ALVIN DREW, SHUTTLE ASTRONAUT: I think that we'll get there. I just don't know how long it's going to take, what it's going to cost, and not just dollars, but possibly in lives and in aspirations.
ZARRELLA: NASA is banking on SpaceX and other companies to replace the retiring shuttle for flights to the space station. That would free up NASA to develop new technologies to get humans to Mars and the asteroids. But it's a risky plan. An accident could set the fledgling commercial industry back for years.
ALAN LINDENMOYER, NASA COMMERCIAL CREW AND CARGO PROGRAM: It would be a bad day to have a, you know, a major problem with any of these companies.
ZARRELLA: Because it's out in front, much of the pressure is on SpaceX. The company has signed a $1.6 billion contract to fly a dozen cargo flights to the station starting late next year. Musk is confident he'll be carrying astronauts soon after.
MUSK: We believe firmly we can send astronauts to the space station within three years of receiving a NASA contract.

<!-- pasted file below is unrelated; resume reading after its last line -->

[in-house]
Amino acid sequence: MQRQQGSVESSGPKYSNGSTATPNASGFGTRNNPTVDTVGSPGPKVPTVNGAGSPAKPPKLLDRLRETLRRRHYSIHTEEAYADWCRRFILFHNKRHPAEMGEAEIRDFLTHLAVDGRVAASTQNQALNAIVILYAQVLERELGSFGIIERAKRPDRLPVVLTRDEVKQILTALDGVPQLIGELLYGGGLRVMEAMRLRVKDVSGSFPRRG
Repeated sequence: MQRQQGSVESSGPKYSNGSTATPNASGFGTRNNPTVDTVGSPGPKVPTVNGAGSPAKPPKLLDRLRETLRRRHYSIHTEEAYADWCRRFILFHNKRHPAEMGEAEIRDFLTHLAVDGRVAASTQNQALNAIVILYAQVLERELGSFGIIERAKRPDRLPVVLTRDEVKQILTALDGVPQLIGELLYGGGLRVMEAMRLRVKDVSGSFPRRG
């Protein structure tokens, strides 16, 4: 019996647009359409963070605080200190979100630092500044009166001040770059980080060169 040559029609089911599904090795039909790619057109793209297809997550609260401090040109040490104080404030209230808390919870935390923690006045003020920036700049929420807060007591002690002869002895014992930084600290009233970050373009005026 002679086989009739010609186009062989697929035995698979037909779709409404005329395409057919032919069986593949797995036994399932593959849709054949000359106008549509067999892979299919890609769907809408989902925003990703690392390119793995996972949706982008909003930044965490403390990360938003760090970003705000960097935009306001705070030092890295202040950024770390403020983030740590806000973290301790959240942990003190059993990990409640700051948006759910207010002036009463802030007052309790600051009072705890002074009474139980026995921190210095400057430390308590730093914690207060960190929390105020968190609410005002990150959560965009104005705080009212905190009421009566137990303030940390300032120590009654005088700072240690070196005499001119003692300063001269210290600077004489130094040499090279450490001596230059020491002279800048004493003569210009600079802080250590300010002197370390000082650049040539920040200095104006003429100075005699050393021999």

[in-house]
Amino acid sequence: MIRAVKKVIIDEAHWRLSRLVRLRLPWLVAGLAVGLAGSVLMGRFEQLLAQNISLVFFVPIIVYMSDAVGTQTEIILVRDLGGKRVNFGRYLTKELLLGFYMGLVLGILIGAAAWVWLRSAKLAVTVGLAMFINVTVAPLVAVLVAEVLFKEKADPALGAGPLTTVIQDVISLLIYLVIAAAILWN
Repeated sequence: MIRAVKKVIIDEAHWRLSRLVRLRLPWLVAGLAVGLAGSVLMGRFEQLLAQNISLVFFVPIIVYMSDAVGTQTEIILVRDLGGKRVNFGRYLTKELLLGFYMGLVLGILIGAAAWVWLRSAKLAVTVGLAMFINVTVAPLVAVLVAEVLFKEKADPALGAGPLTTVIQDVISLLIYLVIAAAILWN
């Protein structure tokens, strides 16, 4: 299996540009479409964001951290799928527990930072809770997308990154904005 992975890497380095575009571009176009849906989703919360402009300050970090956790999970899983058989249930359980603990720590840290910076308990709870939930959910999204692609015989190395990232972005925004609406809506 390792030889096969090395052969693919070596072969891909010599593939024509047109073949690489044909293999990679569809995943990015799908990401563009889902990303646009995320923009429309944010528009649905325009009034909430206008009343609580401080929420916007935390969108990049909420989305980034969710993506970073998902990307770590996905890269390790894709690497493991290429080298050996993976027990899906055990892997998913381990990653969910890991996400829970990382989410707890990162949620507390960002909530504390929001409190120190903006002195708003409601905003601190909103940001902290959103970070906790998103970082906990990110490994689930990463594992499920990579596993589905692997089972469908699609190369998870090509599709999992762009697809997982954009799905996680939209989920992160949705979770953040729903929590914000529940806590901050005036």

ZARRELLA: Whether you believe him or not, Musk says, while he wants his company to be profitable, he is not in this for the money.
MUSK: We want to make space accessible to everyone.
ZARRELLA: How soon that happens depends in no small part on companies like SpaceX living up to their promise. John Zarrella, CNN, Cape Canaveral, Florida.
Favorite Before We Go Category
AZUZ: We're getting close to the end of the year. We want you to help produce part of our show. The question: What's your favorite kind of Before We Go segment? Could be animals, world records, maybe stunts. Vote now on our front page, CNNStudentNews.com. And if you want to rewatch before you vote, check out our transcript archives for old shows.
Before We Go
AZUZ: This next Before We Go segment could end up being one of your favorites. But it's probably not a favorite moment for these ducks. When the wind hits, it scatters the whole family. Even the big one -- look at that! -- even the big one goes rolling over. Ducks in the wind. All they are is ducks in the wind. And thanks to this YouTube video, we can see the fowl play. Ack! Luckily, all of them manage to get back on their feet. Seems like everyone's ok.
AZUZ: Which is a really good thing, because when a duck goes to the doctor, it can end up with a pretty big bill. Or maybe it goes to a bad doctor. You know, a real quack? Whoo! We hope you'll "chick" in with CNN Student News again tomorrow. Have an awesome day. See you later.